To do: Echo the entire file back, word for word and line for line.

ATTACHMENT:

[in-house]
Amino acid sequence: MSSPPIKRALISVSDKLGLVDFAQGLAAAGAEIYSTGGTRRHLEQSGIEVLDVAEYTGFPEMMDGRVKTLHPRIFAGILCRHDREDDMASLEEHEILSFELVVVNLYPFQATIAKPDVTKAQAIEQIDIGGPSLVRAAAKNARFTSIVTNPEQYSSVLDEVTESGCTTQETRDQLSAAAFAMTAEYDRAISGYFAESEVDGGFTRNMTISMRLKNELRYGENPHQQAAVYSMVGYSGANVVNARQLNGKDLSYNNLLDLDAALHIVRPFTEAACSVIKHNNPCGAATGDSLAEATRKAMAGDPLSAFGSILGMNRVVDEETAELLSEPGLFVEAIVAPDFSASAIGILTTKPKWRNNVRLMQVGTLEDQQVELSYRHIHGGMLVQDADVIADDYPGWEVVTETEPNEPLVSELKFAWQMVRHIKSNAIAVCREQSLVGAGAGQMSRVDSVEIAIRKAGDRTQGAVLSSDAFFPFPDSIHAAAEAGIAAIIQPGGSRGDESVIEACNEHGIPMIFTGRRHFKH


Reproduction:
[in-house]
Amino acid sequence: MSSPPIKRALISVSDKLGLVDFAQGLAAAGAEIYSTGGTRRHLEQSGIEVLDVAEYTGFPEMMDGRVKTLHPRIFAGILCRHDREDDMASLEEHEILSFELVVVNLYPFQATIAKPDVTKAQAIEQIDIGGPSLVRAAAKNARFTSIVTNPEQYSSVLDEVTESGCTTQETRDQLSAAAFAMTAEYDRAISGYFAESEVDGGFTRNMTISMRLKNELRYGENPHQQAAVYSMVGYSGANVVNARQLNGKDLSYNNLLDLDAALHIVRPFTEAACSVIKHNNPCGAATGDSLAEATRKAMAGDPLSAFGSILGMNRVVDEETAELLSEPGLFVEAIVAPDFSASAIGILTTKPKWRNNVRLMQVGTLEDQQVELSYRHIHGGMLVQDADVIADDYPGWEVVTETEPNEPLVSELKFAWQMVRHIKSNAIAVCREQSLVGAGAGQMSRVDSVEIAIRKAGDRTQGAVLSSDAFFPFPDSIHAAAEAGIAAIIQPGGSRGDESVIEACNEHGIPMIFTGRRHFKH